A month later Sommer commented on one of my posts. You would have thought Duchess Catherine herself commented with how excited I was to hear from Sommer. Hence, we began the mom version of a Bromance (maybe a Momance???). Over time we made it Facebook official and became friends making it easier to follow each other’s families. In June 2013, we nominated Owen to receive a Tiny Superhero cape as he embarked on his journey with GTube surgery. He wore it proudly on the back of his wheelchair everyday.
From the beginning, Owen’s life had a time limit according to the world of Leukodystrophy . . . and yet, through some very rough times and illnesses Owen pulled through. Owen and his family were able to celebrate numerous holidays, family celebrations, sporting events, and most importantly birthdays. In August, Owen celebrated his 2nd birthday! In the Wolf-Hirschhorn world the 2nd birthday is a BIG one. Things change after the 2nd birthday. Statistics change. While Owen does not have WHS when I read he celebrated his 2nd birthday I celebrated for Sommer.
The past few months have been crazy busy for the Gawels and I have been a bad friend in not being able to read every post and update on the day they are posted. It bums me out because I do so love hearing about Owen.
On October 16, as Gramps read to Connor and JD slept in my arms I had a few minutes to read about my little buddy Owen. Sommer had posted a brand new update that day. Prefect! What a great place to start then work my way back over the few I had missed.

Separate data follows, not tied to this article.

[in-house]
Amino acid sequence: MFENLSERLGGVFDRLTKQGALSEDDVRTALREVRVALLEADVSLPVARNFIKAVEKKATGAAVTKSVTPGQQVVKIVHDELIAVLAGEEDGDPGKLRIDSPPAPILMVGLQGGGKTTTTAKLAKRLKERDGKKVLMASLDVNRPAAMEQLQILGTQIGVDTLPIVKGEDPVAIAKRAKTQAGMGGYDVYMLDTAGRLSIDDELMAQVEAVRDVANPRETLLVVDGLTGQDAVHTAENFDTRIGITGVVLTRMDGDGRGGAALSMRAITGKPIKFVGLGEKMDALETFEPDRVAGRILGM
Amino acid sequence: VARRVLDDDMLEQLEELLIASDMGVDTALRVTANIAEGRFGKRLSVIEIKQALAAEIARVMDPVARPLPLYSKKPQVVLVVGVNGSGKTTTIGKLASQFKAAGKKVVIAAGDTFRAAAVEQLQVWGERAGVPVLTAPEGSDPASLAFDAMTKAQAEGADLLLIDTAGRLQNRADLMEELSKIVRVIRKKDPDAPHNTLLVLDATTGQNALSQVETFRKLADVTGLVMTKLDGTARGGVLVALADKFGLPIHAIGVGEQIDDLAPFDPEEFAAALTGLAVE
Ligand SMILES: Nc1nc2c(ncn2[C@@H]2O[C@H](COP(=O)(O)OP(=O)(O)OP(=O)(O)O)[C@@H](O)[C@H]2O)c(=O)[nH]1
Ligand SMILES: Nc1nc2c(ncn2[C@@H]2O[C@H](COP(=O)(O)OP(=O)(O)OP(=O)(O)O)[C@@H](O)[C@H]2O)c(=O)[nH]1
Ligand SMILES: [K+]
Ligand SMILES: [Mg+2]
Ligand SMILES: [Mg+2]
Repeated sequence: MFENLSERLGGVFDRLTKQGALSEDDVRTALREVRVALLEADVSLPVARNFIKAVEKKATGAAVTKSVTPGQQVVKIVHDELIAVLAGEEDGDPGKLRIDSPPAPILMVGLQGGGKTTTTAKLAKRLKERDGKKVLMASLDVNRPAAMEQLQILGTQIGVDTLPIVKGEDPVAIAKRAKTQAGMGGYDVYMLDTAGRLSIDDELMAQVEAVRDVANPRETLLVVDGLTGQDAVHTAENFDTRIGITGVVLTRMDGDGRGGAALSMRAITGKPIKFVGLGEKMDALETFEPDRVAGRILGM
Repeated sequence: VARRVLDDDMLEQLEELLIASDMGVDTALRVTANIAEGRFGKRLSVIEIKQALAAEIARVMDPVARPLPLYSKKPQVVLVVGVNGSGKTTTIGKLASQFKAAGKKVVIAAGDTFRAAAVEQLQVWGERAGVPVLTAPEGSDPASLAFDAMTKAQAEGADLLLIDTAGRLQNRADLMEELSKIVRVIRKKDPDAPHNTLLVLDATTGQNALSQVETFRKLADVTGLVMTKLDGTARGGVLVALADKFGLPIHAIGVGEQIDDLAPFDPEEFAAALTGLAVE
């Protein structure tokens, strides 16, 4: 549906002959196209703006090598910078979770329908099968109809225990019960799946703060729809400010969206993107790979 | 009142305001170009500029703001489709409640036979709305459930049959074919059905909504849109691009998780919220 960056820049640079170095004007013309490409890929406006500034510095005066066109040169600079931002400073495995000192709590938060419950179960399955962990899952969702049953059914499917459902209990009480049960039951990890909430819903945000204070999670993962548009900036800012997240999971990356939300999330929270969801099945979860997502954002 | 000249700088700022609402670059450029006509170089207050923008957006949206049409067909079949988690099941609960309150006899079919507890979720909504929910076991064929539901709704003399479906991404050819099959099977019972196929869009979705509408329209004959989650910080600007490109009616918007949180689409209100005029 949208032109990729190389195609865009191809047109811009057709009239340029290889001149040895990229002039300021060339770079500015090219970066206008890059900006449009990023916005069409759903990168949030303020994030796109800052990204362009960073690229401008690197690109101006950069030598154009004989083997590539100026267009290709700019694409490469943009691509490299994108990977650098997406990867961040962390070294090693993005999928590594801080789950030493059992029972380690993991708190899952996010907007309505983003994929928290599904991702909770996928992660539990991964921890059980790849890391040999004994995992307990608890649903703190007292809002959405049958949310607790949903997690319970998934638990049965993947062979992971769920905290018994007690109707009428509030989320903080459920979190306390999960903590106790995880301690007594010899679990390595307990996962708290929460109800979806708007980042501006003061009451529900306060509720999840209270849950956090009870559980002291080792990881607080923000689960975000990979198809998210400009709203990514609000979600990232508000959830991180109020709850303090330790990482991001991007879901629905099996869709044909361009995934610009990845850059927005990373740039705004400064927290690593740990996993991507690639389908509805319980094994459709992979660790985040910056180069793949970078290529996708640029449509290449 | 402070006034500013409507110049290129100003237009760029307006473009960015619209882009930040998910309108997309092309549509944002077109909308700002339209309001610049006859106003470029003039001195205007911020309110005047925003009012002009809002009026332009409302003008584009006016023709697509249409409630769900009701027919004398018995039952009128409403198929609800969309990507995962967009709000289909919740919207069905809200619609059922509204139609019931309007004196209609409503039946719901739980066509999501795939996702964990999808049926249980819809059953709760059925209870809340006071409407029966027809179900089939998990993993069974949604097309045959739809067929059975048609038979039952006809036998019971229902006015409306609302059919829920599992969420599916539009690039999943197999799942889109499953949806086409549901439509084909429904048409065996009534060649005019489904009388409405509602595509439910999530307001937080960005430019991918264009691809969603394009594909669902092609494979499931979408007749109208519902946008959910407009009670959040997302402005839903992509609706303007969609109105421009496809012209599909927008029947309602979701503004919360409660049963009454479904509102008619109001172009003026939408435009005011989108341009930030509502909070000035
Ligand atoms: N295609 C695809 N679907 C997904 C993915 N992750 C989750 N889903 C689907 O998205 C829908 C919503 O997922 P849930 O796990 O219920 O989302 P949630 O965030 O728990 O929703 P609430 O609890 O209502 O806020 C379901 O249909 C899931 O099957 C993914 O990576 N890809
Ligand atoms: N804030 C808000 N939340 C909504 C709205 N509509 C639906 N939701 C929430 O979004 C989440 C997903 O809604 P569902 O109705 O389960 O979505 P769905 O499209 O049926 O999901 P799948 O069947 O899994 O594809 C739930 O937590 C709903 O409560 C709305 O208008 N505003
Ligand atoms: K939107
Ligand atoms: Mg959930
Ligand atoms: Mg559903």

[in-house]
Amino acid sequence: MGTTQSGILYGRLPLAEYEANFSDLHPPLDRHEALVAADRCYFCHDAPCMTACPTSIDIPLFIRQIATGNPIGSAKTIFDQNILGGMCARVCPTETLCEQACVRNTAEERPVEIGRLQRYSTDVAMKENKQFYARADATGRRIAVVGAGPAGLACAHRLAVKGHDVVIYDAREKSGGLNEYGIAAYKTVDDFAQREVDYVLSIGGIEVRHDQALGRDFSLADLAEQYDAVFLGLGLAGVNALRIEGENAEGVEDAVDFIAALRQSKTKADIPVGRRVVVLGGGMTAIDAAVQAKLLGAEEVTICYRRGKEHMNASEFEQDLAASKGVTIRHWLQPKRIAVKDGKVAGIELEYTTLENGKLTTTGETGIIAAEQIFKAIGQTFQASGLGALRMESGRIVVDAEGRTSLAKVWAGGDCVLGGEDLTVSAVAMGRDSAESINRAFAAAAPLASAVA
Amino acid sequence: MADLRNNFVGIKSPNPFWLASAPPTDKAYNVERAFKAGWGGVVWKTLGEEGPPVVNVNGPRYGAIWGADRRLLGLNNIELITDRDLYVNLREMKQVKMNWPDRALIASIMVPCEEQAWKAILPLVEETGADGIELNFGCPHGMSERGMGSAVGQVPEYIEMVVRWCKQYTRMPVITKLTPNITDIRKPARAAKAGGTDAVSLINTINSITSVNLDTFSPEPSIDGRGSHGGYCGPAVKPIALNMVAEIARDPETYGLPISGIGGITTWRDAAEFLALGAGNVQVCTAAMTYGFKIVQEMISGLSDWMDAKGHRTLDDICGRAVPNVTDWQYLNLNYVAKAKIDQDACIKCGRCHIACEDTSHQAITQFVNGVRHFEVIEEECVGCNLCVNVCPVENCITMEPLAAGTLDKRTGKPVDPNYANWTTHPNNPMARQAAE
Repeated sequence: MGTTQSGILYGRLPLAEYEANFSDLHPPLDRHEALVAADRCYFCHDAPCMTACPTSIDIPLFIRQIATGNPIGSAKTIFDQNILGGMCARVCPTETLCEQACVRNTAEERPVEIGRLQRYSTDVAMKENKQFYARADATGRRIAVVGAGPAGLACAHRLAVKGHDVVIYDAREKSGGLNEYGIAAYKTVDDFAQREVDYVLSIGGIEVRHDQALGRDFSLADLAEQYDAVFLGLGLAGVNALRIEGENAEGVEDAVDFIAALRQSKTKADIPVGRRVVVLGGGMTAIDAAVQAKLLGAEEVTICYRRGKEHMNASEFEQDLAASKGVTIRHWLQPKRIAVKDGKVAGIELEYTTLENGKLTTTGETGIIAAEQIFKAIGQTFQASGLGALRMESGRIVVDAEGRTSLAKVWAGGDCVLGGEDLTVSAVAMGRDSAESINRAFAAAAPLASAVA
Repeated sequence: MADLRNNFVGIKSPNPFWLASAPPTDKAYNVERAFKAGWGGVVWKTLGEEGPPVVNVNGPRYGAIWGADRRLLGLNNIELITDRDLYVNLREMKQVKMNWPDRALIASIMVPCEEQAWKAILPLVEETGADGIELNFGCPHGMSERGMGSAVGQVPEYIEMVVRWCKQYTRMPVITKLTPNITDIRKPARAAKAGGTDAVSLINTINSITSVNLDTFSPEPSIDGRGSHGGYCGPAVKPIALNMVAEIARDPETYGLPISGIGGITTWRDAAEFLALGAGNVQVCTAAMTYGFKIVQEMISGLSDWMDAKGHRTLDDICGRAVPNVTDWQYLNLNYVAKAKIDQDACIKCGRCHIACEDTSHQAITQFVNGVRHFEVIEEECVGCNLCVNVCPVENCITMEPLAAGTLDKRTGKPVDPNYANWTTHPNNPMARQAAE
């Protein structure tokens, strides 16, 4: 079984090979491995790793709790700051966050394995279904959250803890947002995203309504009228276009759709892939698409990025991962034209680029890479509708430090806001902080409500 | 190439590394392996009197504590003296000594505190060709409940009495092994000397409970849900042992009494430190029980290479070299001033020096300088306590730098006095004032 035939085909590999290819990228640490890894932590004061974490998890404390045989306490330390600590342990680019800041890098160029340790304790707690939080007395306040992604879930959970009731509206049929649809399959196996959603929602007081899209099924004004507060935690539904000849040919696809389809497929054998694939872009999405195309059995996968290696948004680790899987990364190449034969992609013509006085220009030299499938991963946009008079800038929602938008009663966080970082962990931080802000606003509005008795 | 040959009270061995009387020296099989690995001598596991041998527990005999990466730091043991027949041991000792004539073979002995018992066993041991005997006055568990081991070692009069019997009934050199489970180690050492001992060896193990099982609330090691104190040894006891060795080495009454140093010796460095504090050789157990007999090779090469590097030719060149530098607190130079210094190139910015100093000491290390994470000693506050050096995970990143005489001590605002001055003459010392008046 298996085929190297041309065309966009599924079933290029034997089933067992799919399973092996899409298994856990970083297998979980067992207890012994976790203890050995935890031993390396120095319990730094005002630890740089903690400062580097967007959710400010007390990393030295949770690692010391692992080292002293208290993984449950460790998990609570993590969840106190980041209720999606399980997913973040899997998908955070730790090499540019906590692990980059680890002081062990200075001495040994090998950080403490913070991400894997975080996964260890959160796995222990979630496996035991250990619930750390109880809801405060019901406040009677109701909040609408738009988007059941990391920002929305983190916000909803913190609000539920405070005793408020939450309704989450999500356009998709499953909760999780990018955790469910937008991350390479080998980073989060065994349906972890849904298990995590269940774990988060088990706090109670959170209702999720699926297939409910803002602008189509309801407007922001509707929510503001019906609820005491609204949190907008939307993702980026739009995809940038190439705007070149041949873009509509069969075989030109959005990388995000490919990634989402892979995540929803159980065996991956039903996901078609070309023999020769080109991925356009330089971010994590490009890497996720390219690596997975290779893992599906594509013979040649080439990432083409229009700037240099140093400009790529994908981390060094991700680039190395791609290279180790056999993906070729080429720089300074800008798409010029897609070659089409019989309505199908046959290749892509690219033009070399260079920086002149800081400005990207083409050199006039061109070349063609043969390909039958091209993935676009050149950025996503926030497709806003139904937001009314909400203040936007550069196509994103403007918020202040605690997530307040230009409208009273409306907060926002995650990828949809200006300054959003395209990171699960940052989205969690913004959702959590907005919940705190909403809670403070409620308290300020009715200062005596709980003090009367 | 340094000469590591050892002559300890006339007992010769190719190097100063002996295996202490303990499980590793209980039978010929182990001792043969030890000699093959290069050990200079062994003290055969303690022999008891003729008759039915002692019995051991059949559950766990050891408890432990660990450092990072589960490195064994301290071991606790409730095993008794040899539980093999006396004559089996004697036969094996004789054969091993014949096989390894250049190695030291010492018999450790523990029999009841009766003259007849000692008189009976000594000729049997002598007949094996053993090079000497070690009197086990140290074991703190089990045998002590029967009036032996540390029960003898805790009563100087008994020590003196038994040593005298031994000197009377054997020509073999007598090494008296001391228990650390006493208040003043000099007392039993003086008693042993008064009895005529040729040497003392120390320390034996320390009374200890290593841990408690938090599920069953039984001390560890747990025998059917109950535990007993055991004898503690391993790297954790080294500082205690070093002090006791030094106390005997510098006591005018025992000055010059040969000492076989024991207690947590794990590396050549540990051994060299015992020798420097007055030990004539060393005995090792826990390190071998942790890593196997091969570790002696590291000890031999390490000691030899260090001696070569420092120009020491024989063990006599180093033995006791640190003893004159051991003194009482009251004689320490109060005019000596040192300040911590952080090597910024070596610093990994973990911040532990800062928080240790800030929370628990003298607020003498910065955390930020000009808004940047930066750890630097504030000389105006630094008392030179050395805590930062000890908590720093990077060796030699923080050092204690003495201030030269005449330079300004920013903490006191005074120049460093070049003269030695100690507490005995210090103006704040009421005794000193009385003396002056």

It is unexplainable why on that day I had a few moments to spare. Why on that day did I choose to catch up with Owen? On that same day, the one day in months I had a precious me time Sommer posted these words: “My beautiful baby boy earned his angel wings this morning.” Oh how my heart hurt for Sommer. I was stunned. How could I be so selfish and not have kept up with the blog over the previous month? I quickly read over the recent posts looking for clues of this outcome. I wish I could be there for my friend Sommer. I debated about flying to the service of a little boy I had never met because that is how close I felt to Owen and his family.
Explaining the connection is difficult. Any parent hurts when they hear another parent has lost their young child because it is something most can never imagine. However, when a parent has a medically complex child hearing about the loss of another buddy is gut wrenching. Because as that parent I have imagined what it would be like to lose my child. I have had the hard discussions with the experts and my husband. And I have cried at the fear of the unknown.
Owen has been gone for two weeks and Sommer is still my friend. She continues to follow JD and has sent loving prayers this week as he tackles the paranormal flu. Right now all I can do is honor Owen the best I can and send a virtual hug to Sommer.
As life’s unknowns continue to pop up all around us one thing is for sure . . . the city of Boston needs to throw a fist bump towards the clouds and thank their strongest, littlest, red headed fan for a World Series win. Some may say the beards won it for Boston but I say they had an extra angel in the outfield.
Keep flying high Super Owen!